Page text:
Policy: Technology

Twitter weighing 'legal options' on surveillance transparency

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Social media giant Twitter on Thursday criticized measures governing how much information communications companies can provide about federal national security requests and said it was considering “legal options” to press for “greater transparency.”

In a blog post on the company's website blog, Jeremy Kessel, Twitter's manager of global legal policy, said a compromise between the Justice Department and some tech companies announced last week on sharing requests for data did not go far enough.

“While this agreement is a step in the right direction, these ranges do not provide meaningful or sufficient transparency for the public, especially for entities that do not receive a significant number of — or any — national security requests,” said Kessel.

Under the agreement, the government will allow telecommunications companies to provide greater detail on the number of national security requests they receive -- but within set number ranges.

The move came after tech companies expressed concerns that a lack of transparency would cost them customers after leaks by former government contractor Edward Snowden detailed the extent of the National Security Agency's surveillance of phone and Internet traffic.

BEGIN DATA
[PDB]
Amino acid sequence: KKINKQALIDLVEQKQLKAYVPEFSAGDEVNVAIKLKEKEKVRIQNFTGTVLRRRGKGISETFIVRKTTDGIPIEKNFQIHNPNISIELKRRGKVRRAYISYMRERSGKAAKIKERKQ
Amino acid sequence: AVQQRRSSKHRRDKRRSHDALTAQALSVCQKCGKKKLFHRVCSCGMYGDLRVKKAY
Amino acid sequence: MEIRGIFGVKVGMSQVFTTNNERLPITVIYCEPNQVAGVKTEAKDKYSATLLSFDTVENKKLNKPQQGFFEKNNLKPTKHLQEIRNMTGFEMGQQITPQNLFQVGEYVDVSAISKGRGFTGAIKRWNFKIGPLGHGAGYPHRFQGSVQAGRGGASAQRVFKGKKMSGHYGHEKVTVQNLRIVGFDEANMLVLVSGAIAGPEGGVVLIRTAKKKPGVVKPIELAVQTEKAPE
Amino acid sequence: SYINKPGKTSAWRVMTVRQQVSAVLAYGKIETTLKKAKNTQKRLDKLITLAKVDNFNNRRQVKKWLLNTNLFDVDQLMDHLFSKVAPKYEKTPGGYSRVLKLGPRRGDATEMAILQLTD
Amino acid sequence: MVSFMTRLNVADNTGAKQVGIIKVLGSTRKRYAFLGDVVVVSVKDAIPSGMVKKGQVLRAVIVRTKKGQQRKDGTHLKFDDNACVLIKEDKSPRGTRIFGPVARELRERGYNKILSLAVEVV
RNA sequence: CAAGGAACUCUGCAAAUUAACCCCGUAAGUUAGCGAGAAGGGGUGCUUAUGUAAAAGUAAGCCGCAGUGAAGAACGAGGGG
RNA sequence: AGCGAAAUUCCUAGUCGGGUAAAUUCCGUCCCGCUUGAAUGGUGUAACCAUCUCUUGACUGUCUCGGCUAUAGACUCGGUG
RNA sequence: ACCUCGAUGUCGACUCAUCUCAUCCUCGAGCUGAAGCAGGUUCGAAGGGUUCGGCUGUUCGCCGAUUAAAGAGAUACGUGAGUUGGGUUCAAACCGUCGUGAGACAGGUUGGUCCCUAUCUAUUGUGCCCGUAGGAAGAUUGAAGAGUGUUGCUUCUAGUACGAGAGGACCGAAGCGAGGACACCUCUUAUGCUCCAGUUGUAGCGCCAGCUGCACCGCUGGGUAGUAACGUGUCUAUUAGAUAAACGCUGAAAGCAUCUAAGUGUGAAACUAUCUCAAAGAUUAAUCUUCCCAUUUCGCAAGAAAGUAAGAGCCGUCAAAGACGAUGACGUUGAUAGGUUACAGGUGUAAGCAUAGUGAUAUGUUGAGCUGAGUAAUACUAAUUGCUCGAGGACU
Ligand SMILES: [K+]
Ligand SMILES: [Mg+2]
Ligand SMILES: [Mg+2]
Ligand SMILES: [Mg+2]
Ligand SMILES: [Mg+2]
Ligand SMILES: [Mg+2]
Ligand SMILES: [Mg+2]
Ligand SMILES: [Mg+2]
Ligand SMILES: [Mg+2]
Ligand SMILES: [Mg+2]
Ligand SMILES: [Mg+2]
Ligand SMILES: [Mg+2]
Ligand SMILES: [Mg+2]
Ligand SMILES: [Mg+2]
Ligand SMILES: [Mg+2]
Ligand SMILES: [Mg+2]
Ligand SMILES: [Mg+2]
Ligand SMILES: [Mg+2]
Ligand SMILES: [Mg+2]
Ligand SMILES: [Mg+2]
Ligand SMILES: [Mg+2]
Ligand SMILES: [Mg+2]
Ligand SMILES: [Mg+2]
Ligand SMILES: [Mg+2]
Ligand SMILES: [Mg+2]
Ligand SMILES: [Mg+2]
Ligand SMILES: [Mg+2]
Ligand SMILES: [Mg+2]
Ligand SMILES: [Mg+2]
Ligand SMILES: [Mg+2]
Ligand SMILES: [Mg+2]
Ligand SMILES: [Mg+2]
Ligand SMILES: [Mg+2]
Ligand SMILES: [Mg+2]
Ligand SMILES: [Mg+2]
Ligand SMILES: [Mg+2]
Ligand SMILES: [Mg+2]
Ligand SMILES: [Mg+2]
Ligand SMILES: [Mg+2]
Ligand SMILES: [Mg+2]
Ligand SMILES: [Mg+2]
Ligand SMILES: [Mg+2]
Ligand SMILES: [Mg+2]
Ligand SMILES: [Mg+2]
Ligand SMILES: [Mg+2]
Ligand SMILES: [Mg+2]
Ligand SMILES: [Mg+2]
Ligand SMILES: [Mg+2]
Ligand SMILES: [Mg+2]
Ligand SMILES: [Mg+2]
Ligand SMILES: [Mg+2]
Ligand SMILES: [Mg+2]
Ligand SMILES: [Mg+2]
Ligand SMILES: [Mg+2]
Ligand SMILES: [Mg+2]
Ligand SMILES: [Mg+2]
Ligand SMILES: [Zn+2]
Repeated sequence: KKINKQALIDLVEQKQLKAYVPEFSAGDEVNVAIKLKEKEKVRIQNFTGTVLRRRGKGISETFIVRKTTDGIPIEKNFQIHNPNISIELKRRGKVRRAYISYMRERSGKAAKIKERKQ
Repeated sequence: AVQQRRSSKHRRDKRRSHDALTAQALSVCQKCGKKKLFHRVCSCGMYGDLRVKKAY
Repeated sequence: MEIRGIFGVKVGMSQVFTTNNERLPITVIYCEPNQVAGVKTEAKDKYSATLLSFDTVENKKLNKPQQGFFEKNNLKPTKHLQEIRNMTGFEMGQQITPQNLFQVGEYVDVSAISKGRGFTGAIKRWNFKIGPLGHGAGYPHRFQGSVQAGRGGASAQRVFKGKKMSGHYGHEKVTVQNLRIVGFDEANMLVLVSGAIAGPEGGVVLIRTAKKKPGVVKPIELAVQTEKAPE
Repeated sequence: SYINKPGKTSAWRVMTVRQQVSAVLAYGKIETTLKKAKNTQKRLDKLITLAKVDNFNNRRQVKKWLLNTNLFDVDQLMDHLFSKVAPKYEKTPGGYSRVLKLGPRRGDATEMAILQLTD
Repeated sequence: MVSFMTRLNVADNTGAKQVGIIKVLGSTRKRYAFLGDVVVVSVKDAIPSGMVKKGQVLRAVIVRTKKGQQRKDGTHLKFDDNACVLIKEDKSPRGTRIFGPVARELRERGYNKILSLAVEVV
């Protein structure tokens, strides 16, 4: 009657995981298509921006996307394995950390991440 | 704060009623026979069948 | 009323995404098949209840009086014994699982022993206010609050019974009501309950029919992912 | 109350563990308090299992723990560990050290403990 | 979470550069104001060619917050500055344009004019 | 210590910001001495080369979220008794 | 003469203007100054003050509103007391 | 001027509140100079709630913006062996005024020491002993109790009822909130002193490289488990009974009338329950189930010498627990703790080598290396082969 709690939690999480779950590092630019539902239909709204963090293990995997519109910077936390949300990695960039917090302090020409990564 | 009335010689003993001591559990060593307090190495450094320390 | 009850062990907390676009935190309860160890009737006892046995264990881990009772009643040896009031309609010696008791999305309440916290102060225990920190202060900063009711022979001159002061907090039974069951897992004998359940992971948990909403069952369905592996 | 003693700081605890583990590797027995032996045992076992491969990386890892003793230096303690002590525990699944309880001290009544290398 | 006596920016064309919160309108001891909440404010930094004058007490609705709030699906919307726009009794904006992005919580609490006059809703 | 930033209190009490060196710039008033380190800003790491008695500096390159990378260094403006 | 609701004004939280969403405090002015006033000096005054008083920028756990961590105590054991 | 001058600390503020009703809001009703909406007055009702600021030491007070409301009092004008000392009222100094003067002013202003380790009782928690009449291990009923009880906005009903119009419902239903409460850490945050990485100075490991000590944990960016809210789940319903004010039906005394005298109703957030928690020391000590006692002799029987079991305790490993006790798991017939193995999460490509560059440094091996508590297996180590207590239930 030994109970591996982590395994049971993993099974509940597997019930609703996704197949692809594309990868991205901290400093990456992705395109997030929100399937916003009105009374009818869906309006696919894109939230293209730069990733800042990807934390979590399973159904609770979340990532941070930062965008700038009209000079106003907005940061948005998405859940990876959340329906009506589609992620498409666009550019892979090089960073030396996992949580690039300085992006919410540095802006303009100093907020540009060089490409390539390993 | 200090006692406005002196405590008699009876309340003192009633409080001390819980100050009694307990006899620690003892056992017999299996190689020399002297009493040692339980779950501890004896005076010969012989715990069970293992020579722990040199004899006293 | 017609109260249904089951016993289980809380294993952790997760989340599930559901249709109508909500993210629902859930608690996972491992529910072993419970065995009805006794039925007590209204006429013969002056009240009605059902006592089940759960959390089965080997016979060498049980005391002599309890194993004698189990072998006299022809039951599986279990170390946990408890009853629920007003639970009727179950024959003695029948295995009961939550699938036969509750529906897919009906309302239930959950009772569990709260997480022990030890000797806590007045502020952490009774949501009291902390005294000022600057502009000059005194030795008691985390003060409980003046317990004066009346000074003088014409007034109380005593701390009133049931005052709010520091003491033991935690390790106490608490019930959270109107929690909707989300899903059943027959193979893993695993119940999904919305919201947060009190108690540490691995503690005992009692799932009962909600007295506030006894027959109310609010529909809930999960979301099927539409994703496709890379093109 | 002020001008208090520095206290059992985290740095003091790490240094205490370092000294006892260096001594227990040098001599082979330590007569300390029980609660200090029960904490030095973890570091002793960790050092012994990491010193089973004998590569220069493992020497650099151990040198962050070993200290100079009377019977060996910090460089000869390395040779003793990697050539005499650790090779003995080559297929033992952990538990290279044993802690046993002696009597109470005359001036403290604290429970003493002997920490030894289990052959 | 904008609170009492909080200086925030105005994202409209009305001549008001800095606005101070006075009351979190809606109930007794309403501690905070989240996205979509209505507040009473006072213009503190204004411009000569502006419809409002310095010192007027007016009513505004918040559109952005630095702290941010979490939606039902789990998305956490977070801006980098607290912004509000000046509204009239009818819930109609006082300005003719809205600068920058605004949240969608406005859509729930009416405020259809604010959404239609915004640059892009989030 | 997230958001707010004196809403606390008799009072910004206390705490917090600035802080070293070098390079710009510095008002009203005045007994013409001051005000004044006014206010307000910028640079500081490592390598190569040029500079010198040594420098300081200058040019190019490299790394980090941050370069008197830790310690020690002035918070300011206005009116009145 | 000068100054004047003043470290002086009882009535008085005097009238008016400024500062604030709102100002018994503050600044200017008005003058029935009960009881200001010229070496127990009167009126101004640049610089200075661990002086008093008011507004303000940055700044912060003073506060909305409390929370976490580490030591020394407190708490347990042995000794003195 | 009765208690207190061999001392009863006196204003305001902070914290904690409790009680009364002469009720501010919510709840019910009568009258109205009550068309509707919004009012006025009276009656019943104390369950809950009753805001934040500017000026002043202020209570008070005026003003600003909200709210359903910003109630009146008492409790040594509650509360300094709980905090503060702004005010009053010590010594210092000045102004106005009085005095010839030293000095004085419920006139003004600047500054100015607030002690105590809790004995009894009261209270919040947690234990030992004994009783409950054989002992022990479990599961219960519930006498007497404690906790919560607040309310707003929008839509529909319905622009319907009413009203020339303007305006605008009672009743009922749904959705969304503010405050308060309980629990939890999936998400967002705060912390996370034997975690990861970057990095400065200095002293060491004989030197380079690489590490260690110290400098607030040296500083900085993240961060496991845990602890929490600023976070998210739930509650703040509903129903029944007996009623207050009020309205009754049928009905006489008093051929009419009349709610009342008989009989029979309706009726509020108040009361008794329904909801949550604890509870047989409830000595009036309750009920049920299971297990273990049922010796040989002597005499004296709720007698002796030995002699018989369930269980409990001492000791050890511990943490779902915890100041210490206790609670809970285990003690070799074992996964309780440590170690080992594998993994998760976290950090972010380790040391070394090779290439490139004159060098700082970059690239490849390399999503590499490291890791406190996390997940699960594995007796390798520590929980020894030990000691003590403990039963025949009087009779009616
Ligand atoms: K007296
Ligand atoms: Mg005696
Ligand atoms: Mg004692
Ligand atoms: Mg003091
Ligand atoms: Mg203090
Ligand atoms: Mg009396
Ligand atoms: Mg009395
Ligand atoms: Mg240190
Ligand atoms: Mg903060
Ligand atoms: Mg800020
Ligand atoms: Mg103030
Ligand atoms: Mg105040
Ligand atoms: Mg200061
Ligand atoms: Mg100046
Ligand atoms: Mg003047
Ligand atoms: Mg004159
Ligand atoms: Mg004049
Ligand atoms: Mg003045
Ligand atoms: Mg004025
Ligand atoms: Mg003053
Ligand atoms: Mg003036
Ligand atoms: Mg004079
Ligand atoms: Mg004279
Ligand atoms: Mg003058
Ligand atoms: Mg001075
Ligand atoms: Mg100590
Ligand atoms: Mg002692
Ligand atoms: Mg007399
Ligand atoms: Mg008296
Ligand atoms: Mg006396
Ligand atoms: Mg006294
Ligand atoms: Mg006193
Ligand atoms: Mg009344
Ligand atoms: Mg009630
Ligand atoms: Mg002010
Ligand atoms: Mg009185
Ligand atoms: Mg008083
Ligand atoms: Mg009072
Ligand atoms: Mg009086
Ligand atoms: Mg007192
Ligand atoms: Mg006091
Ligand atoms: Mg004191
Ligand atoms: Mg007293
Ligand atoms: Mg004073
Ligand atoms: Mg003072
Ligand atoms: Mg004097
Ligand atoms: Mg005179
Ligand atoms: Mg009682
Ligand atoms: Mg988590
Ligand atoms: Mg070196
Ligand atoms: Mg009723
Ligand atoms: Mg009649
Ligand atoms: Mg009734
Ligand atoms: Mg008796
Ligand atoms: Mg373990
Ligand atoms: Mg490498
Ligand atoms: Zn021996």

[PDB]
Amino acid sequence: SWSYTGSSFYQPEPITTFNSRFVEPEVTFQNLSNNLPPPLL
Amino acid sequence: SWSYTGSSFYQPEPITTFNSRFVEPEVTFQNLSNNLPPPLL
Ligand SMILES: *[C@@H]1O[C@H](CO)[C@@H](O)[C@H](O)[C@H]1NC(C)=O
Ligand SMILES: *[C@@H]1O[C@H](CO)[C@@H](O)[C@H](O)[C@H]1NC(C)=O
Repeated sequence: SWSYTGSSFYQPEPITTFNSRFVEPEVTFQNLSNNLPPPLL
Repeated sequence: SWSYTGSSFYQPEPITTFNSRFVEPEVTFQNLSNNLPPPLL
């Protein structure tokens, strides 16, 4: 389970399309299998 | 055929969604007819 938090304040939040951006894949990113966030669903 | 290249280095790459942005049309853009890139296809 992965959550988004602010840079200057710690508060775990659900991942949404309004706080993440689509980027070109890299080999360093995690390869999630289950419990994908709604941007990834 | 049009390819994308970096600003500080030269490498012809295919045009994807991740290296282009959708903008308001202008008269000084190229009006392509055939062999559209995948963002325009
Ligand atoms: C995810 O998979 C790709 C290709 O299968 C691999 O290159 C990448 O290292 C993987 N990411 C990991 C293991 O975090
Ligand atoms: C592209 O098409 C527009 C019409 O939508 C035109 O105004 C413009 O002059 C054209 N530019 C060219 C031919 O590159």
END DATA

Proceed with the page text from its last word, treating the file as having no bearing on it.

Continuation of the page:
Tech companies want to reassure consumers that the requests are few in number and that users’ personal information is secure.

The government touted the compromise saying it would increase the amount of information companies could share with their customers, while still protecting national security interests.

But Twitter and other tech leaders have expressed concern that the measures are still too stringent.

“For the disclosure of national security requests to be meaningful to our users, it must be within a range that provides sufficient precision to be meaningful. Allowing Twitter, or any other similarly situated company, to only disclose national security requests within an overly broad range seriously undermines the objective of transparency,” said Kessel in his post.

“In addition, we also want the freedom to disclose that we do not receive certain types of requests, if, in fact, we have not received any,” he added.

Kessel said that Twitter believes the government's restrictions on disclosing that data “not only unfairly impacts our users' privacy, but also violates our First Amendment right to free expression and open discussion of government affairs.”

“We have pressed the U.S. Department of Justice to allow greater transparency, and proposed future disclosures concerning national security requests that would be more meaningful to Twitter’s users,” he added. “We are also considering legal options we may have to seek to defend our First Amendment rights.”

Kessel's statement also comes after Twitter released their latest transparency report sharing information on the last two years of government data requests from around the world.

Twitter said that in the last 24 months they had seen a 66 percent increase in requests for user data from more than 45 countries.

The report said that over 6,400 user accounts had been affected, but noted that constituted only 0.0028 percent of Twitter’s 230 million active users worldwide.

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